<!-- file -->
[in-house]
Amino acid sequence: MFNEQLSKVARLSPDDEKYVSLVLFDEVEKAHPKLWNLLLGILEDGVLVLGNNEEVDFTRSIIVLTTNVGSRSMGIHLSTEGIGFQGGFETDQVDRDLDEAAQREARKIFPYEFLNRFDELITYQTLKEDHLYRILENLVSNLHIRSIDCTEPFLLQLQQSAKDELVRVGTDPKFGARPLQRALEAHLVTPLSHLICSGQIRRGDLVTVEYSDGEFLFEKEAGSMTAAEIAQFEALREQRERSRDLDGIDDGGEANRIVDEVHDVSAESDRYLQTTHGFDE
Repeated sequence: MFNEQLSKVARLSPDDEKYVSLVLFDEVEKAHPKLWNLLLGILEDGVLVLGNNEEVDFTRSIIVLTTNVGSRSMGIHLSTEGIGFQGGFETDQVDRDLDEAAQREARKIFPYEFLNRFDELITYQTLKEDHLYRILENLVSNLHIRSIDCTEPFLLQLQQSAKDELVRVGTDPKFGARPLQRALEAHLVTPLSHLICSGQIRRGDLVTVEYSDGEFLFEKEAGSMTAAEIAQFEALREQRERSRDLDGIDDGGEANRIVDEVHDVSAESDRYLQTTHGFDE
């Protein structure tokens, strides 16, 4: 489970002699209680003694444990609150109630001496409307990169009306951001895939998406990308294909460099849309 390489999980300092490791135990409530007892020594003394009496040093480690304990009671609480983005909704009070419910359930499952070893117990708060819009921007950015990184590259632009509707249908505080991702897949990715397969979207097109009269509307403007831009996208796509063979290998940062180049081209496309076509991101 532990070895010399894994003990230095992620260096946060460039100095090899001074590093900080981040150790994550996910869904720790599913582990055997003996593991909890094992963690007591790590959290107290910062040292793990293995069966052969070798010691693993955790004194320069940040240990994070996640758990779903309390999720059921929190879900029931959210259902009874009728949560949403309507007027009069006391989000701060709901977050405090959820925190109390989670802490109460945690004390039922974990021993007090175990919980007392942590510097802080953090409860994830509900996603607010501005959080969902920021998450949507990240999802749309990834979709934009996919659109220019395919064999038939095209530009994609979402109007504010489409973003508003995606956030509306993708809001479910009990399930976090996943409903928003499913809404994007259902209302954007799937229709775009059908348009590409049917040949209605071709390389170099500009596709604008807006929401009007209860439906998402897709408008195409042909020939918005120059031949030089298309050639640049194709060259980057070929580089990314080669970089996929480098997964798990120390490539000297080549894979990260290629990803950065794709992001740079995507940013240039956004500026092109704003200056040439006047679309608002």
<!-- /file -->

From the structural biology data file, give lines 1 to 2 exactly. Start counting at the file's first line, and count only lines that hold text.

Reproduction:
[in-house]
Amino acid sequence: MFNEQLSKVARLSPDDEKYVSLVLFDEVEKAHPKLWNLLLGILEDGVLVLGNNEEVDFTRSIIVLTTNVGSRSMGIHLSTEGIGFQGGFETDQVDRDLDEAAQREARKIFPYEFLNRFDELITYQTLKEDHLYRILENLVSNLHIRSIDCTEPFLLQLQQSAKDELVRVGTDPKFGARPLQRALEAHLVTPLSHLICSGQIRRGDLVTVEYSDGEFLFEKEAGSMTAAEIAQFEALREQRERSRDLDGIDDGGEANRIVDEVHDVSAESDRYLQTTHGFDE